The Morning Call from Allentown, Pennsylvania on July 22, 1988 · 50
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The Morning Call from Allentown, Pennsylvania · 50

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Allentown, Pennsylvania
Issue Date:
Friday, July 22, 1988
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50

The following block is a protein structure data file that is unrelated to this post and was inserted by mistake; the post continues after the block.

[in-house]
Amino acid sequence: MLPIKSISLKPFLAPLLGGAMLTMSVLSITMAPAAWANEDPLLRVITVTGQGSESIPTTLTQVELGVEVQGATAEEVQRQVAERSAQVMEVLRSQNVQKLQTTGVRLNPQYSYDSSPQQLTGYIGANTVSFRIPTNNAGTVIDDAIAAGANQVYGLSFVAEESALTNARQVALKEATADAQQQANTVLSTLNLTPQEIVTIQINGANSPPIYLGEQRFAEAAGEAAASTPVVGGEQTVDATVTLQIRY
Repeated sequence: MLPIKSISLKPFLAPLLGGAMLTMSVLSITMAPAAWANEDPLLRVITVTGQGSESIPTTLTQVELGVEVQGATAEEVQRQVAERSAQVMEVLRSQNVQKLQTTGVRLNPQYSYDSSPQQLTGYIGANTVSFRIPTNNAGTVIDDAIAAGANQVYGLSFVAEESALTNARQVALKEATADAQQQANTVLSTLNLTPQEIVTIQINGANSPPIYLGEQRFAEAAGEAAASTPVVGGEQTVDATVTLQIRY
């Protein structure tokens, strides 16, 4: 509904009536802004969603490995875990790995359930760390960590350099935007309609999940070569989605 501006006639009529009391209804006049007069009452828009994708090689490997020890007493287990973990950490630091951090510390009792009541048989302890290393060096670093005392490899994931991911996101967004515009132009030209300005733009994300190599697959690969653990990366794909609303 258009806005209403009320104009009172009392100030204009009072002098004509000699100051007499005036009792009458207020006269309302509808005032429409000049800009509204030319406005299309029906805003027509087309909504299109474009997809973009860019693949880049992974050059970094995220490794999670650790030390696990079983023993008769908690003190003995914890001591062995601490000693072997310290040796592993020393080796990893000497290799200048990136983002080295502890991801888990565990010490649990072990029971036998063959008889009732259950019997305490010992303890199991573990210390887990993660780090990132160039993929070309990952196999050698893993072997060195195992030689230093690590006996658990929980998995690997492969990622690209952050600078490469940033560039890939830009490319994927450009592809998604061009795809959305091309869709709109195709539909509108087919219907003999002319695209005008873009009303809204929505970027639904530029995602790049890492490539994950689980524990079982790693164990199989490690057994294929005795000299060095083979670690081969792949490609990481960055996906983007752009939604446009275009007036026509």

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1983 THE MORNING GALL frX sectonD frt I MM u n r H In A h, .KX I I Ml l t 1 v 't v- ! If - i 'm, Bruce Willis a die-hard for privacy Review of film 'Die Hard' D2 By PAUL WILLISTEIN Arts Editor NEW YORK - Bruce Willis: Victim of Sudden Fame Syndrome. About four years ago he was tending bar at trendy Manhattan nightclubs. Then, faster than you can say David Addison, Willis was starring opposite Cybill Shepherd in ABC-TV's "Moonlighting." That's when it happened. He became the Creature from the Supermarket Tabloids." . "You gotta find out what I'm doin' when you go shopping," he said with a laugh ending in that well-known smirk that drives Madie mad. . Sitting down at a table at the elegant Regency Hotel, Willis is bearded and wears a black T-shirt, western-belted jeans and sneakers with his nickname "Bruno" printed on the back. "The Return of Bruno" (Willis' 1986 Motown album and HBO special) is keyed to his latest movie, "Die Hard," which opened Wednesday. Notorious for ducking the press, Willis explains, "I've never been this enthusiastic about anything I've been involved in. This is a very exciting film. It's like being part of a championship ball team." Even so, Willis doesn't like to talk about himself. "I don't think I ever will feel comfortable talking about myself in the third person and sharing the details of my life." Nor does he like to disclose his salary, though producers Joel Silver and Lawrence Gordon said they paid Willis $5 million to make "Die Hard." "I was raised under the Protestant work ethic that you don't ask a man how much money he makes for a living. It's no one's business. I didn't put a gun to anyone's head," said Willis, 33. To keep getting those movie millions, Willis ' needs a hit" His most recent, "Sunset" slid off the screens of America's multiplexes with barely a trace. "Blind Date" grossed more than $40 million domestically but was not a blockbuster ($100-mil-lion plus at the box office is the benchmark). "Die Hard" producers Silver and Gordon have had a few of those, including "48 HRS." and "Predator." Gordon figures Willis was worth $5 million for "Die Hard." "There are no cheap movie stars," Gordon said. Silver ticked off stars and salaries for movies he's produced: "Eddie Murphy, $200,000 for '48 HRS.'; Arnold Schwarzenegger, $1 million, 'Com- mando;' Mel Gibson, $1 million, 'Lethal Weapon, and Patrick Swayze, $1 million, the upcoming 'Roadhouse.' " Silver emphasized, "You have to put the star Please See WILLIS Page D2 9 . I If 4 . tv V s; M Bruce Willis as New York City detective John McClane in a scene from 'Die Hard.' Campaign jokes: Humorists taking aim at candidates Bob Hope's Top 10 D2 By BARRY STAVRO Of The Los Angeles Times HOLLYWOOD - Ray Siller, Johnny Carson's head writer on "The Tonight Show," is grateful that Michael Dukakis is short Now he has something to use on the candidate: platform shoe jokes, One of Bob Hope's writers prefers George Bush's malapropisms to Dukakis's height. "I read a column yesterday of quotes Bush has made throughout the campaign. It was funny as hell. He just shoots off without thinking," says Bob Mills. The Lampooning of the Candidates, 1988, is under way. And it is no pastime, it is a business, as comedians and joke writers begin to shift their sights from the familiar target of Ronald Reagan and take aim at two drier personalities, candidates Bush and Dukakis. "Well, here we are in another presidential race, bringing us down to a . . . choice between George Bush and Michael Dukakis. And there isn't enough caffeine in the world to keep us awake for that one," political satirist Mark Russell says in his act Russell, who has 30 years' experience joking about presidents, says it does not matter whether Bush or Dukakis wins; the jokes will flow. "The presidents are all funny. I can say none of them has let me down." Maybe so, but impressionist Rich Little is not enthusiastic about the candidates, at least in terms of comedy material. "Dull and duller" is how he describes them. Little ranks Reagan a 10 for comedy fodder; Jimmy Carter was an 8, Gerald Ford a 5, Richard Nixon a 10. Dukakis and Bush? "About a 2," Little says. Little, who does about 50 voices in his act, nonetheless plans to work up Dukakis and Bush impressions. Gene Perret, another of Bob Hope's troop of six writers, concedes that Bush and Dukakis "haven't evolved as characters yet." But after writing jokes for Hope on the last five presidential races, he is not worried. "When Carter emerged, no one Please See JOKES Page D2 it W ''sX-'.-y.-y jAmmmA 1 V yr r I I : In 9 - Talk-show host Downey will be in Atlantic City. Downey is taking what he feels on the road By AMY LQNGSDORF "Noop, I've never regretted one thing I've said on the air," explained controversial talk-show host Morton Downey Jr. "People identify with me because I say what I feel. I m exactly like they are. I'm frustrated. I've gone through all the garbage. I've had a lot of problems in my life and I've had to snap back; sleep on park benches; hold down two or three jobs at the same time. I've gone through a lot of the same things people are having to go through right now." It's been a while since Downey's been given the bum's rush. In less than a year nine months to be exact he's taken his Secaucus, N.J.-based talk show into national syndication. Produced by superstation WWOR-TV since its debut last year, "Downey" has the nation Mort-ified. The show has gained in popularity by leaps and bounds. With scalpers commanding up to $50 for tickets to tapings, Downey has decided to take the program on the road for Please See DOWNEY Page D2 Challenging 'Music Man' at Muhlenberg By PAUL WILLISTEIN Arts Editor Directing "The Music Man," opening tonight as the second show of the Muhlenberg Summer Music -Theatre season, has been a revelation for Charles Richter. "The more and more I work on it since we've been in rehearsals, the more bowled over I am by the brilliance of the material," said Richter, chairman of Muhlenberg College s theater department. "The Music Man" is one of the largest if not the largest musical ever presented at Muhlenbwg. Richter will put 71 people on the huge Paul C Empie Theatre stage in Muhlenberg's Center for the Arts in Allentown. The set, designed by Curtis Dretsch and recreating a Victorian town square and several other scenes, is nothing less than spectacular. The American classic contains the durable tunes, "Good Night, My Someone," "76 Trombones" and " 'Til There Was You." The well-known story is about band uniform salesman Harold Hill and his courtship of Marian the librarian in River City, Iowa. Starring as Harold Hill is Kevin Daly, guest Equity artist and veteran performer on Broadway and in professional stock companies, and , regional and dinner theaters. He has worked with Ruby Keeler, Mickey Rooney, Carol Lawrence, Kaye Ballard and Kitty Carlisle. .' Elena Clancy appears as Marian. A Philadelphia resident, the soprano has performed in opera, operetta and Broadway roles and is a two-time finalist in the Pavarotti International Vocal Competition. . "Music Man" costumes are by Mildred Greene; lighting is by Don Holder, and choreography by Jay Todd. Area residents in the cast include Carole Silvoy, Catasauqua; Don Har dy, Bethlehem, Amy Breidegan, Bernville; Susannah Mulloy, Quaker-town; Andrew Cruse, Allentown, and Keith West, Quakertown. Featured in the show's barbershop quartet are Hardy, Roy Bene-saraf, Michael Conrad and Jeff Lentz. Don Spieth will conduct the Lehigh Valley Chamber Orchestra Summer Theatre Ensemble. . ,- Richter talked about the difficulty and challenge of the "The Music Man" score, which, he said, "runs , through every musical idiom that would have been possible in the period that the play is set.".The circa 1912 styles include a march, Victori an parlor song, opera, barbershop and ragtime. "It's a fascinating pastiche of styles, all done in the best of taste and never excessive," said Richter. "The show gives us an entire range of musicality and of small-town life as expressed through music." "The Music Man" was written by Meredith Willson, born May 18, 1902, in Mason City, Iowa. It's considered the crowning achievement for the musiciancomposer who at 17 was a flute player with John Philip Sousa's band. During the 1920s, Willson performed with the New York. Philharmonic. Following a stint as a major during World War II, he was a music director for radio and television shows. Willson worlied on "The Music Man" for about seven years. The show opened Dec. 19, 1957, and is one of the longest-running shows in Broadway history, closing after 1,375 performances on Oct. 17, 1960. In 1958, "The Music Man" won the New York Drama Critics' Award, a Tony and a Grammy. The movie version, released in 1962, starred Robert Preston (who reprised his Broadway role) and Shirley Jones. Please See MUSICAL Page D3 U 4 c 3i ... DON FISHER The Morning Call Kevin Daly as Harold Hill and Elena Clancy as the librarian in 'The Music Man